FreeBSD Lua Loader (started in GSoC 2014) about to land

Just a quick note. I've been working on making the /stand environment easier to deal with and integrate into. After months of work on and off, the using Lua as a boot loader extension language is ready to roll into -current.

A preview review can be found here.


Setting up a SVN mirror

Setting up the svn mirror

Just following the steps in
in the Setting up a svn mirror (5.4.7) but have found there's some issues...

First step, grab the svn seed file
% fetch ftp://ftp.freebsd.org/pub/FreeBSD/development/subversion/svnmirror-base-r290116.tar.xz
this takes about 30 minutes. Also grabbed svnmirror-ports-r400410.tar.xz for a ports mirror. These file names are different than the instructions.

Next extract this somewhere (say /home/svnmirror/base) and then update it with "svnsync sync file:///home/svnmirror/base" and then set it to updating. You can do similar things for docs and ports. These files are a couple of years old now, so the sync still takes a several of hours. I believe that this is due to the protocol round trips required to extract it being sensitive to the latency between my machines and the FreeBSD svn server.

I use the following shell script as a cron job to keep things up to date.
lock="lockf -s -t 0 -k /tmp/svn-sync-mutex"

${lock} svnsync sync ${URL}/base >> ${logdir}/svn-base.log 2>&1
${lock} svnsync sync ${URL}/ports >> ${logdir}/svn-ports.log 2>&1
${lock} newsyslog -r -f ${logdir}/newsyslog.conf


FreeBSD cumulative commit graphs

FreeBSD Commit Graph

I've updated an old graph from a talk I gave in 2010 to have data up through today. The rate of development seems fairly steady.

When last I did this release, stable branches were flatter and lived longer. Now there's a fair amount of activity after the branch that continues for years.

Note: The hash marks are generally releases. I've removed the 'artificial' commits that were needed as a result of the CVS to SVN migration the project did a few years ago. The 2.0.5 branch has been omitted, and the 2.2.9 release (never tagged in the repo and < 10 changes different than 2.2.8). I had release numbers on the hash marks in earlier revs, but that's too busy now.


Reading in my Rainbow Floppy Collection

Recently, I acquired a kryoflux board to help read in the Venix floppies... I finally have it up and running.

I've managed to read in most of my collection of ~300 Rainbow floppies. 95% of them were actual Rainbow disks. The other 5% were either completely blank, or some variety of IBM format (including 3.5" 720k on a 5.25" floppy!) with a couple of 'robin' formatted ones just to keep you on your toes. I didn't wind up seeing any of the very rate dual-sided RX-50's (they exist, but are super rare because this was a home-brew job not an official thing).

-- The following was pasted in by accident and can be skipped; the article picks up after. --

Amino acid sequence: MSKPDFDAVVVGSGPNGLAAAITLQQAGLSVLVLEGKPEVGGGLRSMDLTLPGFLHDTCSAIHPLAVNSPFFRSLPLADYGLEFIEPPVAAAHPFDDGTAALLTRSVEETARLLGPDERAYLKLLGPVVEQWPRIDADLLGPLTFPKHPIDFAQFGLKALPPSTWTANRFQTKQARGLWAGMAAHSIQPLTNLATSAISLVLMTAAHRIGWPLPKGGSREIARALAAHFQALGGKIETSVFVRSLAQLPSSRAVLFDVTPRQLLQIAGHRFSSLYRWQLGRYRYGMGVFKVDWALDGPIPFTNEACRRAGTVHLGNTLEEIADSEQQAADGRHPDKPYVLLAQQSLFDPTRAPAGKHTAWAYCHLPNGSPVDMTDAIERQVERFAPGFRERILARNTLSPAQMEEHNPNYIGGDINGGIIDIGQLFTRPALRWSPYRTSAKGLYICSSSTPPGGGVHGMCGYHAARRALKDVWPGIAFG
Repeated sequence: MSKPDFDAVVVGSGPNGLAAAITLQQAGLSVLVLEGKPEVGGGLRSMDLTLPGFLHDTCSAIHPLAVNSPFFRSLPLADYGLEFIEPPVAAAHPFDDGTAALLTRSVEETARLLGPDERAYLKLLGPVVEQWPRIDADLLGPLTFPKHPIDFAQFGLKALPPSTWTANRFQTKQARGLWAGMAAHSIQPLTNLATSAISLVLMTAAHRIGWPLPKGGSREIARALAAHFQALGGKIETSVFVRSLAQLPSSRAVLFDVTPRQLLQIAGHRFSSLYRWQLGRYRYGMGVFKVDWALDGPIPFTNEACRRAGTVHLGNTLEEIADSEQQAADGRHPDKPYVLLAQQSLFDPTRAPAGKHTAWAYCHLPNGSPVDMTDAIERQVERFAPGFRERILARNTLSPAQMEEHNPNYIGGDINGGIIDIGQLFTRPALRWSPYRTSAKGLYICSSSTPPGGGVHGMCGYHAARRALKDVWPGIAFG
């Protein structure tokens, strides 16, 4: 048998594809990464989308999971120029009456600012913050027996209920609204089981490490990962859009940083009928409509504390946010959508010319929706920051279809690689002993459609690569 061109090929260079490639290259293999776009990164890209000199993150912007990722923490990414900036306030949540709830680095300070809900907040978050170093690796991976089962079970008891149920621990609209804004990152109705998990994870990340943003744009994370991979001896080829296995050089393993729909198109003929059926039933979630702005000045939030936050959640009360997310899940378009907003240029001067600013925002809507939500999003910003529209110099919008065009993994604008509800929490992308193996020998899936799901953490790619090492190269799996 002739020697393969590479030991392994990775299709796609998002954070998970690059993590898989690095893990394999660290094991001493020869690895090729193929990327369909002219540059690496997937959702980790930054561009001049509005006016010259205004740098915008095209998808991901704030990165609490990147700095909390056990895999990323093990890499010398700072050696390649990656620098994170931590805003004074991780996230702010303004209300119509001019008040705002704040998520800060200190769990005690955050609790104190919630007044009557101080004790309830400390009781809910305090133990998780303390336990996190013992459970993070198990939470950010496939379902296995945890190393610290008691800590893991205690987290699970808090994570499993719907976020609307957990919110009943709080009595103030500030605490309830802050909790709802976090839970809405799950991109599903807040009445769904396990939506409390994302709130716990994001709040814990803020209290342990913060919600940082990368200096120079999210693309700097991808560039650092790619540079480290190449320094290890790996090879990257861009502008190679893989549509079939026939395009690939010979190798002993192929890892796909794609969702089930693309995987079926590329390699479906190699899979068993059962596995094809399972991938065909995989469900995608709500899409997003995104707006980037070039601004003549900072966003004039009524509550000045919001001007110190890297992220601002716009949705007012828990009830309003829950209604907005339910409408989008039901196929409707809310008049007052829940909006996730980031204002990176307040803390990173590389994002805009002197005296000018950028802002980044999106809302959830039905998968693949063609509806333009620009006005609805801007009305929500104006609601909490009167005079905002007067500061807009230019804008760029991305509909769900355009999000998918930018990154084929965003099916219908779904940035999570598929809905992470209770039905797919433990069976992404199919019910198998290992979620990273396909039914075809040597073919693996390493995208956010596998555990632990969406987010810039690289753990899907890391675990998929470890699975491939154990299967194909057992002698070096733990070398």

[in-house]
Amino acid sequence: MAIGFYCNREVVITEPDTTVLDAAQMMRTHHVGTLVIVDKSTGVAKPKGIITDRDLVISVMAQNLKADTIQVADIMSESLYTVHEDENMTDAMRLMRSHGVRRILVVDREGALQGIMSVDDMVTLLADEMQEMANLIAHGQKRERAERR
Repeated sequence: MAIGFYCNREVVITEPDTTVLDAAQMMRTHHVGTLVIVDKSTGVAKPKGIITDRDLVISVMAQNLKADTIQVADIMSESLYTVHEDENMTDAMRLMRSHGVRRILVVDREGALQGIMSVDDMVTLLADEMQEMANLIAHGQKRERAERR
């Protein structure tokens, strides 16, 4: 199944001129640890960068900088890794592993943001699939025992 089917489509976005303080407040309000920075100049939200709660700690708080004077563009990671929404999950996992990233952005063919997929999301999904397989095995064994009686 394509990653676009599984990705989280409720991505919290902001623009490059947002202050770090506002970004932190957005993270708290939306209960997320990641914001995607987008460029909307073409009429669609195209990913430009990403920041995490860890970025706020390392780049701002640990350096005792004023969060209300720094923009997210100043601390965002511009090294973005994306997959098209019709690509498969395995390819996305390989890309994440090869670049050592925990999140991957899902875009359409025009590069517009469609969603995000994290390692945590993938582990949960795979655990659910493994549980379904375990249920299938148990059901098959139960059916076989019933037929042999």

While it is possible just to do
dtc -ffoo.img -i4
It takes a long time since it's reading the back-side that has no data on it. Using
dtc -ffoo.img -g0 -i4
is all that's needed to go fast. Some caveats should be observed.

Nearly every track has extra data in at least one of the sectors. This threw me for a loop, but is harmless (as stated in the manual).

I had some issues with old, ill-maintained floppy drives. Bought a refurbished one and all my troubles just went away. I had several old drives and based on the good floppy drive, I could find known good floppy diskettes and was able to refurbish one of my old units. I had the best luck with the TEAC FD55-GFR drives, btw. Not sure it's worth while to refurb the rest of the units, though, since I have something that's working...

Keep an eye on the number of sectors reported. It's usually 10. If it isn't, stop right away. It isn't a Rainbow / RX-50 formatted disk. If it's 8 or 9 sectors, it's likely an 320k or 360k IBM floppy. Removing -g0 and adding -k2 is useful for these diskettes (saves time more than anything. If it's 15 sectors, it's likely a 1.2MB floppy. Had 2 or 3 of those mixed in with these diskettes despite never having a machine that produced them.

As these disks age, you may need to try multiple times. I have some disks, though (maybe 1%) that I can't read back certain tracks on even with that. The default is good, but trying more helps with a similar number (so -t10 -tc5). I don't know if there's a way to retry individual sectors, or if dtc is internally buffering good sectors from previous retires or not. Previous programs I've had on the Rainbow for extraction had great luck retrying sectors multiple times when the full track read didn't work...